“We’re really cognizant about the language we use,” says Beall. “When we say we’re developing engineering projects, we don’t say ‘build,’ we say ‘create,’ because create is a word girls already relate to from art and design.”

The look of exhibition space is deliberate, too. “When you think of technology exhibits, they’re gray, blue, metallic, angular—we do orange, green, purple, rounded shapes. I have a lot of things that are pink, too. The boys are going to build no matter what. But it might bring girls over who were on the fence. And it’s a message to parents, too. If parents had a bad experience in math or science, they might be hesitant to take their daughters over.”

The Tech Studio is expected to open next year. For now, activities are on the floor, and Beall and colleagues are soliciting feedback. They’re looking into teaching both the hardware and software ends of computer science, including electronics and circuitry, subjects kids aren’t typically exposed to in elementary school.

“Lydia and Chris are bringing originality, energy, and creativity to both of their fields that’s transforming this museum—and the museum professionals who come to visit are really blown away by what they see these folks do,” says Fontaine. Months and even years go into developing exhibits that are engaging and intuitive, thanks to prototyping, iterative design, visitor feedback, and experimentation.

“It looks simple, but there’s a lot that happens behind the scenes—and that’s what Lydia and Chris do,” Fontaine says.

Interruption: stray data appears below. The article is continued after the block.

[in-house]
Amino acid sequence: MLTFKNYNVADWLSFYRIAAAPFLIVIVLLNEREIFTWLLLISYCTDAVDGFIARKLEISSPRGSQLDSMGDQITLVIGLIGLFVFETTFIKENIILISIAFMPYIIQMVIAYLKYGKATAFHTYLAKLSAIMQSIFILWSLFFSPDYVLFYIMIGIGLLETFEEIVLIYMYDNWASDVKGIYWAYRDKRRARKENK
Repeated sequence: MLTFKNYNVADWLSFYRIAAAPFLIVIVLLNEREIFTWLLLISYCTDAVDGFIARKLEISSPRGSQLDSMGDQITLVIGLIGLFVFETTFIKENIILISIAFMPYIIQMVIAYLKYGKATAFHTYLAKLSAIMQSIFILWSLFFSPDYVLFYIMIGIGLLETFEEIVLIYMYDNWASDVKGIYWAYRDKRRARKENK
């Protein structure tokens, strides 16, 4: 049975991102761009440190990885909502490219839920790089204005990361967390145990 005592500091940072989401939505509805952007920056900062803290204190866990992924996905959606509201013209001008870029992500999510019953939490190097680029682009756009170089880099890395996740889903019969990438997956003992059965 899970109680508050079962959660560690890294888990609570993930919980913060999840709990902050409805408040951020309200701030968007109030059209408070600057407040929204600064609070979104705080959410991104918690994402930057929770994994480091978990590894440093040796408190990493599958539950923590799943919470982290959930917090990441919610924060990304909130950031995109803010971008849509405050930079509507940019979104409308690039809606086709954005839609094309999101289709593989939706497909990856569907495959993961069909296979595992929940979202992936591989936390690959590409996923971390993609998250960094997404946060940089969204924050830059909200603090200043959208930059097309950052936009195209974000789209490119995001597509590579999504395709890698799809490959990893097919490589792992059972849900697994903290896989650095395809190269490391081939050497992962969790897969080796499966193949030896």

—Kathleen McGarvey

Engaging Girls

Lydia Beall shares these tips for encouraging girls’ interest in science and math:

Engage girls in play that fosters spatial learning. Traditional “girls’ ” toys—such as dolls, stuffed animals, and tea sets—develop social skills, while “boys’ ” toys encourage spatial learning. Both boys and girls can benefit from toys that develop social and spatial reasoning. Girls should be encouraged to play with blocks and building sets like Kapla blocks, K’Nex, and Legos. Research suggests that playing with construction sets can be an early indicator of students’ success in academic subjects like geometry and math.

Examine the messages your daughter receives about science and math. Often, I’ll overhear mothers say things like “I was bad at math, too” or “An engineering project? Let me get your dad.” Such statements may send a message to girls that certain fields are not for them.

Engage your daughter in practical applications of science and technology in your daily lives. Have your daughter help with a home repair, a computer update, fixing a broken toy, or assembling furniture. Point out the connections between what you’re doing and what scientists and engineers do—using specialized tools, taking measurements, repurposing a material in a creative way, etc.

Show that science is for girls. Check out books and biographies about women scientists and talk about research and new technologies being developed by women.

Encourage your daughter to experiment and take risks. Girls can often be discouraged if they don't “get” something right away. Scientists and engineers learn from mistakes and failures and rarely get something right on the first try. Being willing to experiment with a new idea builds problem-solving skills and fosters creative confidence.

Beall recommends the guide Science Can Take Her Places! Encouraging Your Daughter's Interests in Science, Math, and Technology by Sally Ride (Sally Ride Science), a resource that influenced her list.